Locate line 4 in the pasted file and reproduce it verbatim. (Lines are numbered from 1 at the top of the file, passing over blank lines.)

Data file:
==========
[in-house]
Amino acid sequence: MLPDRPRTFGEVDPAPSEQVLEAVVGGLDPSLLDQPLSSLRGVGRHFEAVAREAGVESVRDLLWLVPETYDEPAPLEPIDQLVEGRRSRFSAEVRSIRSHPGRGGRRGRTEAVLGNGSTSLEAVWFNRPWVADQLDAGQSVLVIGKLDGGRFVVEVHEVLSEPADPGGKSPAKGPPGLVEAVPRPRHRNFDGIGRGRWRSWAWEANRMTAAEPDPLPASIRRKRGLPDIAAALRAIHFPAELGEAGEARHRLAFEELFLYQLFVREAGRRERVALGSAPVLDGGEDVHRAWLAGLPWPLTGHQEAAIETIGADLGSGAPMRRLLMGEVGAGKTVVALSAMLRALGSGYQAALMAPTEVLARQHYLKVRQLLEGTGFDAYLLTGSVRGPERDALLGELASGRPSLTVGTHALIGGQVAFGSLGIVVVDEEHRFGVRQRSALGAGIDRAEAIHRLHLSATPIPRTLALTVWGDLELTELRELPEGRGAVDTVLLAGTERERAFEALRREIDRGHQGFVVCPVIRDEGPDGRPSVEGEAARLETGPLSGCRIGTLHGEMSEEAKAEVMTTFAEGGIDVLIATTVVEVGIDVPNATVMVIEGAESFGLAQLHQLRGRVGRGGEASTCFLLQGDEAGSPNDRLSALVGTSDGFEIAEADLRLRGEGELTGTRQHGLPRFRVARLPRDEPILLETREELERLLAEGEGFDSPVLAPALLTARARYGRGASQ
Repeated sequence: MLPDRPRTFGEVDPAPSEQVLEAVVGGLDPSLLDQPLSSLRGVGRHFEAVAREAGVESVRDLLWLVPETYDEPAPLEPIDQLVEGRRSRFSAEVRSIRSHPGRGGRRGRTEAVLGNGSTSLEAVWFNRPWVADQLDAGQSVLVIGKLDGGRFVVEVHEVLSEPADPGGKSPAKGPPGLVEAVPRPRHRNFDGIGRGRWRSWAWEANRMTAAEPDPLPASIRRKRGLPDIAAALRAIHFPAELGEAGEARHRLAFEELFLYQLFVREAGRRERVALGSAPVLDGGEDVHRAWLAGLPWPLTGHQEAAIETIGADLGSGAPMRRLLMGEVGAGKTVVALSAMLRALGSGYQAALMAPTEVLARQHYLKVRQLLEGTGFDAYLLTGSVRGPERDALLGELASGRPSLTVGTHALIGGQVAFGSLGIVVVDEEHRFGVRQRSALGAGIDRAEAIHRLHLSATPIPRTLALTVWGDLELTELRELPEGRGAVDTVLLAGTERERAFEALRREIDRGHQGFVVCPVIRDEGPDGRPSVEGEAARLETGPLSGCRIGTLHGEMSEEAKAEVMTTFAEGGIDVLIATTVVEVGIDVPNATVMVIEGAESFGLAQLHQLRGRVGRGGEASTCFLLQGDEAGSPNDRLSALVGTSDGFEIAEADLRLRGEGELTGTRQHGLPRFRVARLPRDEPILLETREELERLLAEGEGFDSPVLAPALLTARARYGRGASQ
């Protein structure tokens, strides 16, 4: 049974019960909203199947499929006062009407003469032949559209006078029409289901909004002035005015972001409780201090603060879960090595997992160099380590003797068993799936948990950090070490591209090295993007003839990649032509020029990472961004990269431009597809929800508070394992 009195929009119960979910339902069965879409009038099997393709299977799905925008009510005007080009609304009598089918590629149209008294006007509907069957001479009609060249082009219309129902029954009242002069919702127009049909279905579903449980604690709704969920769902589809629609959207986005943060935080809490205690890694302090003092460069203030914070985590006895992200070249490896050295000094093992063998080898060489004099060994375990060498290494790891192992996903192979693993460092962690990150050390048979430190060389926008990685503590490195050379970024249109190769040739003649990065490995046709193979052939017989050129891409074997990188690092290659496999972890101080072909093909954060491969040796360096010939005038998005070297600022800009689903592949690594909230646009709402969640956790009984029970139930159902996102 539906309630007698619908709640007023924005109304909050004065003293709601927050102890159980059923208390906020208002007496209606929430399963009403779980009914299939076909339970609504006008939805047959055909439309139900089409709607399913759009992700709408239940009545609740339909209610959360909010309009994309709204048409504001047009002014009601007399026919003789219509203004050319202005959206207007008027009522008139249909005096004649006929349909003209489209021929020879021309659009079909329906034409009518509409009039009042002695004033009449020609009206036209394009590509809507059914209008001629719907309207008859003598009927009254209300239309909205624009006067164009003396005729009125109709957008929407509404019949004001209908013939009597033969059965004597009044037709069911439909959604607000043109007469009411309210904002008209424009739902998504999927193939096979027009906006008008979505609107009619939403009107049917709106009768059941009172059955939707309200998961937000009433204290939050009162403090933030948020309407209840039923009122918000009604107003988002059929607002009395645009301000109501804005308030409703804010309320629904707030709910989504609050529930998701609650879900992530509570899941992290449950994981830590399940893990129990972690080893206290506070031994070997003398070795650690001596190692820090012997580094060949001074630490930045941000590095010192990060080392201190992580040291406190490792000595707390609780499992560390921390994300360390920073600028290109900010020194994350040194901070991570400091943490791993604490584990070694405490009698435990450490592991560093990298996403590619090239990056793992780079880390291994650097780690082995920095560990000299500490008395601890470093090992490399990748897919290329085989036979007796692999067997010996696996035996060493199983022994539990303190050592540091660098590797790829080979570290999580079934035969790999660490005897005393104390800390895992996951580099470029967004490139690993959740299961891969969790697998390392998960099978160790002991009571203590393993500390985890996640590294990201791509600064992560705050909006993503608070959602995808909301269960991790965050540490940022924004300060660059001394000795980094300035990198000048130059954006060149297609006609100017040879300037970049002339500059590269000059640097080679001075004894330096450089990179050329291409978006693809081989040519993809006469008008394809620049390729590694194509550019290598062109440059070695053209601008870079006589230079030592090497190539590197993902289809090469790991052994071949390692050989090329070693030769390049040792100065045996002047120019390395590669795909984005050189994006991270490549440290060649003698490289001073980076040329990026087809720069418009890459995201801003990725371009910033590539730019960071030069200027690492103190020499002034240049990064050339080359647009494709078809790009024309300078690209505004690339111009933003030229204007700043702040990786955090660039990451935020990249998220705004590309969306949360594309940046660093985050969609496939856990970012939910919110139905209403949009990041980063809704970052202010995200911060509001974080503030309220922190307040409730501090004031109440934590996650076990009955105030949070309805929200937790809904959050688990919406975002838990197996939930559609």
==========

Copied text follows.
């Protein structure tokens, strides 16, 4: 049974019960909203199947499929006062009407003469032949559209006078029409289901909004002035005015972001409780201090603060879960090595997992160099380590003797068993799936948990950090070490591209090295993007003839990649032509020029990472961004990269431009597809929800508070394992 009195929009119960979910339902069965879409009038099997393709299977799905925008009510005007080009609304009598089918590629149209008294006007509907069957001479009609060249082009219309129902029954009242002069919702127009049909279905579903449980604690709704969920769902589809629609959207986005943060935080809490205690890694302090003092460069203030914070985590006895992200070249490896050295000094093992063998080898060489004099060994375990060498290494790891192992996903192979693993460092962690990150050390048979430190060389926008990685503590490195050379970024249109190769040739003649990065490995046709193979052939017989050129891409074997990188690092290659496999972890101080072909093909954060491969040796360096010939005038998005070297600022800009689903592949690594909230646009709402969640956790009984029970139930159902996102 539906309630007698619908709640007023924005109304909050004065003293709601927050102890159980059923208390906020208002007496209606929430399963009403779980009914299939076909339970609504006008939805047959055909439309139900089409709607399913759009992700709408239940009545609740339909209610959360909010309009994309709204048409504001047009002014009601007399026919003789219509203004050319202005959206207007008027009522008139249909005096004649006929349909003209489209021929020879021309659009079909329906034409009518509409009039009042002695004033009449020609009206036209394009590509809507059914209008001629719907309207008859003598009927009254209300239309909205624009006067164009003396005729009125109709957008929407509404019949004001209908013939009597033969059965004597009044037709069911439909959604607000043109007469009411309210904002008209424009739902998504999927193939096979027009906006008008979505609107009619939403009107049917709106009768059941009172059955939707309200998961937000009433204290939050009162403090933030948020309407209840039923009122918000009604107003988002059929607002009395645009301000109501804005308030409703804010309320629904707030709910989504609050529930998701609650879900992530509570899941992290449950994981830590399940893990129990972690080893206290506070031994070997003398070795650690001596190692820090012997580094060949001074630490930045941000590095010192990060080392201190992580040291406190490792000595707390609780499992560390921390994300360390920073600028290109900010020194994350040194901070991570400091943490791993604490584990070694405490009698435990450490592991560093990298996403590619090239990056793992780079880390291994650097780690082995920095560990000299500490008395601890470093090992490399990748897919290329085989036979007796692999067997010996696996035996060493199983022994539990303190050592540091660098590797790829080979570290999580079934035969790999660490005897005393104390800390895992996951580099470029967004490139690993959740299961891969969790697998390392998960099978160790002991009571203590393993500390985890996640590294990201791509600064992560705050909006993503608070959602995808909301269960991790965050540490940022924004300060660059001394000795980094300035990198000048130059954006060149297609006609100017040879300037970049002339500059590269000059640097080679001075004894330096450089990179050329291409978006693809081989040519993809006469008008394809620049390729590694194509550019290598062109440059070695053209601008870079006589230079030592090497190539590197993902289809090469790991052994071949390692050989090329070693030769390049040792100065045996002047120019390395590669795909984005050189994006991270490549440290060649003698490289001073980076040329990026087809720069418009890459995201801003990725371009910033590539730019960071030069200027690492103190020499002034240049990064050339080359647009494709078809790009024309300078690209505004690339111009933003030229204007700043702040990786955090660039990451935020990249998220705004590309969306949360594309940046660093985050969609496939856990970012939910919110139905209403949009990041980063809704970052202010995200911060509001974080503030309220922190307040409730501090004031109440934590996650076990009955105030949070309805929200937790809904959050688990919406975002838990197996939930559609």